'Of course, it is important that the industrial tribunal should be alert in this area of the law to look at the reality of any obligations. If the obligation is a sham, it will want to say so.'
58. In other words, if the reality of the situation is that no-one seriously expects that a worker will seek to provide a substitute, or refuse the work offered, the fact that the contract expressly provides for these unrealistic possibilities will not alter the true nature of the relationship. But if these clauses genuinely reflect what might realistically be expected to occur, the fact that the rights conferred have not in fact been exercised will not render the right meaningless."
- I turn to consider the submission that a contrary conclusion is compelled by answers given in cross examination. In my judgment the Employment Judge was not required by any answer given in cross examination to reach a different conclusion.
- It was, of course, only to be expected that counsel – in particular counsel for Pulse – would tax the witnesses with the Zero Hours Contract Agreement. The witnesses were not lawyers; they might well agree, confronted with the words drafted by Carewatch's lawyers, that they did not have to work. But the Employment Judge was fully entitled to conclude, in accordance with their evidence about agreed hours, that the true contract was otherwise.
- Mr Wastall placed particular reliance on a passage in his cross examination of Mrs Short. She agreed with him that rosters were put up on a monthly basis. He put it to her that "if there was a problem the worker could say they did not want to do that?" She answered "yes". Mr Wastall submits that this demonstrates that there was no mutual obligation. I disagree. It is very common for employees under ordinary – global – contracts of employment to work rostered hours. When a new roster comes out, if there is a problem the employee can raise an objection to doing the hours. The employer will then decide whether to give the worker an instruction that the worker must do so: and disobedience to the instruction, if it is reasonable, will be a breach of contract. The mere fact that an employee can object to rostered hours if there is a problem does not mean there is no mutuality of employment.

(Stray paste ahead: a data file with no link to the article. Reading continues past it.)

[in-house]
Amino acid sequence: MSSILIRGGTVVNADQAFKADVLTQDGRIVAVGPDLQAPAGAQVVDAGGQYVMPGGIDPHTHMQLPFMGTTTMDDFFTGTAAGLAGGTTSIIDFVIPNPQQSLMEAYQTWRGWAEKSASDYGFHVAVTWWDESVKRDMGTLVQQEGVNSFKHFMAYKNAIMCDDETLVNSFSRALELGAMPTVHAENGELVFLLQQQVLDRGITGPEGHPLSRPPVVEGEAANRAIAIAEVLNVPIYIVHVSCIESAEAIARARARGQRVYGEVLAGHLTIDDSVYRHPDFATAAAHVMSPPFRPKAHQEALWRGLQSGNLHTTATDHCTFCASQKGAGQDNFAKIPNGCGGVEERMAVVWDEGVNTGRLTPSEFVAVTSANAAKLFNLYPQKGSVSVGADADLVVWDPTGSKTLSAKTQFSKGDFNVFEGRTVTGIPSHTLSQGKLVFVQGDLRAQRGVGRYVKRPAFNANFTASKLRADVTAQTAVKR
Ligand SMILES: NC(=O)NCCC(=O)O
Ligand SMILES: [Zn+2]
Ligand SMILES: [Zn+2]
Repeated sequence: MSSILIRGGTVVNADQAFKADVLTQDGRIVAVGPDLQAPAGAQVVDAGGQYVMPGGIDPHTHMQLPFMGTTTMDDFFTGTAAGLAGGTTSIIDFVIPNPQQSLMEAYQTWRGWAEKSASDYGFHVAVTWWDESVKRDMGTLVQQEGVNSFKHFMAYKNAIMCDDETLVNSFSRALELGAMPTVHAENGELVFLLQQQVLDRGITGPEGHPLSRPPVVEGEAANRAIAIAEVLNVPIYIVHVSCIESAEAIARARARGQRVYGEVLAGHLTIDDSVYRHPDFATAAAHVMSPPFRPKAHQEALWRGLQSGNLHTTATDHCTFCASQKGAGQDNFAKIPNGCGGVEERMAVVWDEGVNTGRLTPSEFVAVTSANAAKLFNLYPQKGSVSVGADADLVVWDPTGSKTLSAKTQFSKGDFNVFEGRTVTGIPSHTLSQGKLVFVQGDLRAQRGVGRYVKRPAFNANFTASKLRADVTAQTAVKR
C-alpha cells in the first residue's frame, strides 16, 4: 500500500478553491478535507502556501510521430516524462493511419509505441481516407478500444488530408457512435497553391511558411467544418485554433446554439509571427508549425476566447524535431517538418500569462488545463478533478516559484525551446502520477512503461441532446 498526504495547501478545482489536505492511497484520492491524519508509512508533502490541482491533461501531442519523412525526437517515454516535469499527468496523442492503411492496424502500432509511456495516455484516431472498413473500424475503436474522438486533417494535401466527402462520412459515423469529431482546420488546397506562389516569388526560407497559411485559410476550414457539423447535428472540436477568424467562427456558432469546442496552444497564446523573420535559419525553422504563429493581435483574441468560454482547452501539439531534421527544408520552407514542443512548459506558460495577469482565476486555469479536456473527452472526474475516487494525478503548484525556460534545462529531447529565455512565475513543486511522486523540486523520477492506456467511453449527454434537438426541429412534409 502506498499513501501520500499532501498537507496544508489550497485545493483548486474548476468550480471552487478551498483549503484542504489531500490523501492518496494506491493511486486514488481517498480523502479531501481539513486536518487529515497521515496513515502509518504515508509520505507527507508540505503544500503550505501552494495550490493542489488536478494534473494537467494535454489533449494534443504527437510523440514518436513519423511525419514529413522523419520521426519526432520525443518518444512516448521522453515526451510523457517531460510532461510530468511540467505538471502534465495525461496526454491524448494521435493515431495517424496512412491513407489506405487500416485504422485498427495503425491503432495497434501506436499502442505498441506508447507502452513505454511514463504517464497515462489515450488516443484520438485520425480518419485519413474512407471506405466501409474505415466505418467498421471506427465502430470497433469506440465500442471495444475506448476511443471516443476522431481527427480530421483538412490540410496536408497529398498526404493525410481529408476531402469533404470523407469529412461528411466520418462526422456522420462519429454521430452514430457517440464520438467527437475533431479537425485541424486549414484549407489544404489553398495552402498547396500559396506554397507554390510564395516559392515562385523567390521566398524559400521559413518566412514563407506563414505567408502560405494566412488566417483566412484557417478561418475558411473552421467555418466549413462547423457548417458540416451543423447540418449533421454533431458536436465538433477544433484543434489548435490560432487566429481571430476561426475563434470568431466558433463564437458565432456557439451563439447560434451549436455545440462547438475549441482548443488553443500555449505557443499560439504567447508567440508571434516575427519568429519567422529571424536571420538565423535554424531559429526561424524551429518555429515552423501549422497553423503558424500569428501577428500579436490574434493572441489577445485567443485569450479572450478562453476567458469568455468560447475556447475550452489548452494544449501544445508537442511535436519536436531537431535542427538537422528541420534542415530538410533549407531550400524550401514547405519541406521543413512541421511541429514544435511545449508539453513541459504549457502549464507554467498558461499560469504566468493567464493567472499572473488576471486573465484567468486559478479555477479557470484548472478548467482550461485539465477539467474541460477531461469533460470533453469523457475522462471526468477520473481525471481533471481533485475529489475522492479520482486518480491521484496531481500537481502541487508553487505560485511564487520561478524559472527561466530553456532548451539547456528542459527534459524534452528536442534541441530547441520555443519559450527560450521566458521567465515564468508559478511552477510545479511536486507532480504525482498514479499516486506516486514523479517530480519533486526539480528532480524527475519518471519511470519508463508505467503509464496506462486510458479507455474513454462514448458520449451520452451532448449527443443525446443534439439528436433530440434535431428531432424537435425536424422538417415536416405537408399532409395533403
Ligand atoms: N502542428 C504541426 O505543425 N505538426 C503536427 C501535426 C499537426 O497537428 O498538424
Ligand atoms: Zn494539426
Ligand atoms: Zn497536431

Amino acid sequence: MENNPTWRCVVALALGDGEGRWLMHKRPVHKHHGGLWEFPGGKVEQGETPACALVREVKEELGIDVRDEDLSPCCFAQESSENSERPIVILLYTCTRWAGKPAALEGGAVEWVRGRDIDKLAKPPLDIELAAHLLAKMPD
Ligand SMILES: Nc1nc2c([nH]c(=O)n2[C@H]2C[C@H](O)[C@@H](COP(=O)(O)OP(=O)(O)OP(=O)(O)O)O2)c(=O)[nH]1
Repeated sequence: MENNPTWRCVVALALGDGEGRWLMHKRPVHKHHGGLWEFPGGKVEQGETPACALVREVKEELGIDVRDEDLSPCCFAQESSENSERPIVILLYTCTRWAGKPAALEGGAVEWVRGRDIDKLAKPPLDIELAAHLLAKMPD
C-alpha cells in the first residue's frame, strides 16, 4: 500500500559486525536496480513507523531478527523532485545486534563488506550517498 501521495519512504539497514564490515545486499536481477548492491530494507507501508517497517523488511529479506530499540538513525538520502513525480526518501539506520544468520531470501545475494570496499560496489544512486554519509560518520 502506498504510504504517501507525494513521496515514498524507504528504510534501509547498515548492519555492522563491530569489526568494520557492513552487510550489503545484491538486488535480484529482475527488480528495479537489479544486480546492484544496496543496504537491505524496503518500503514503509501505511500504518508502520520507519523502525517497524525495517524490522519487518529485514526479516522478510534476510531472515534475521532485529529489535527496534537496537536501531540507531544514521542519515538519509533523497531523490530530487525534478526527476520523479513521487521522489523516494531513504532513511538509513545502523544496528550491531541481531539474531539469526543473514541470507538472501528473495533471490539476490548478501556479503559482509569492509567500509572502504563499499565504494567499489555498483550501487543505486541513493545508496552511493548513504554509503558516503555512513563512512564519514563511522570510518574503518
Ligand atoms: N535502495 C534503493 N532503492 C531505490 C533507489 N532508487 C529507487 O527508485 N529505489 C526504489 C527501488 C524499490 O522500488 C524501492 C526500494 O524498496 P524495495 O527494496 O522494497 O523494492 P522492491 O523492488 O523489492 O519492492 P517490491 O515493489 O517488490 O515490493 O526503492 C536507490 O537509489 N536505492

- For these reasons I conclude that the Employment Judge reached the correct decision; and I reject the arguments of Carewatch and Pulse based on a supposed lack of mutuality.
- Once granted that the Claimants were employed under global contracts of employment, no problem of continuity arose. There was no reason to suppose that any of the Claimants had breaks in their continuity of service. If the Employment Judge had found that the Claimants were employed under successive individual contracts of employment for short periods, he would have been required to give fuller reasons on the question of continuity. Given that they were employed under global contracts he was entitled to deal with it, as he did, in half a sentence.
- For these reasons I consider that the appeals should be dismissed. I record that counsel today thought that it would be sensible and convenient to deal with all issues concerning liability at the next hearing (ie, not merely the application of TUPE); and that they considered that 2 days would be an appropriate time estimate. I see no reason to doubt that they are correct. The Employment Judge gave directions at the end of the hearing: a new time table will be required, since the parties have treated the directions as in abeyance while the appeal was heard.
Published: 06/08/2012 17:59